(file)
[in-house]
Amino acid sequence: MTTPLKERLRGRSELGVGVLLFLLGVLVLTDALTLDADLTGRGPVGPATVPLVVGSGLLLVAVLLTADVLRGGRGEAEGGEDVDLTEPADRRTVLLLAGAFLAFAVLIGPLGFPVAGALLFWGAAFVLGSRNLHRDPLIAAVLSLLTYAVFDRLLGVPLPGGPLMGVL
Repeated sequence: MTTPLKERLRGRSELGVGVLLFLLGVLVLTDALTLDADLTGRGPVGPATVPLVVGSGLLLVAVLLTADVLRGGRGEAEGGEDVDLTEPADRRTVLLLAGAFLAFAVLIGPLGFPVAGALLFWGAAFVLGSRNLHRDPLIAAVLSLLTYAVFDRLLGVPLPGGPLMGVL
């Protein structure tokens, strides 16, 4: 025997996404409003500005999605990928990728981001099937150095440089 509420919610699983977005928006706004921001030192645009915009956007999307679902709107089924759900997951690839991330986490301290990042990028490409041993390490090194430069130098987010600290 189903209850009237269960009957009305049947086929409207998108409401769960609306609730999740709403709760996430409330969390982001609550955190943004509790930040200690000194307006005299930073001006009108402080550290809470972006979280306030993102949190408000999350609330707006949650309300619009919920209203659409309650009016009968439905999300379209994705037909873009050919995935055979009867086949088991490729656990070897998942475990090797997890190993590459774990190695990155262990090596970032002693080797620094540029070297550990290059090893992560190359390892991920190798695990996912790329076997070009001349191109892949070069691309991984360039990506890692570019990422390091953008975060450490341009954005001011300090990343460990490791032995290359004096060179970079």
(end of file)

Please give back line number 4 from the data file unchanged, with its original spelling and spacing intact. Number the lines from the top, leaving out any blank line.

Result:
């Protein structure tokens, strides 16, 4: 025997996404409003500005999605990928990728981001099937150095440089 509420919610699983977005928006706004921001030192645009915009956007999307679902709107089924759900997951690839991330986490301290990042990028490409041993390490090194430069130098987010600290 189903209850009237269960009957009305049947086929409207998108409401769960609306609730999740709403709760996430409330969390982001609550955190943004509790930040200690000194307006005299930073001006009108402080550290809470972006979280306030993102949190408000999350609330707006949650309300619009919920209203659409309650009016009968439905999300379209994705037909873009050919995935055979009867086949088991490729656990070897998942475990090797997890190993590459774990190695990155262990090596970032002693080797620094540029070297550990290059090893992560190359390892991920190798695990996912790329076997070009001349191109892949070069691309991984360039990506890692570019990422390091953008975060450490341009954005001011300090990343460990490791032995290359004096060179970079």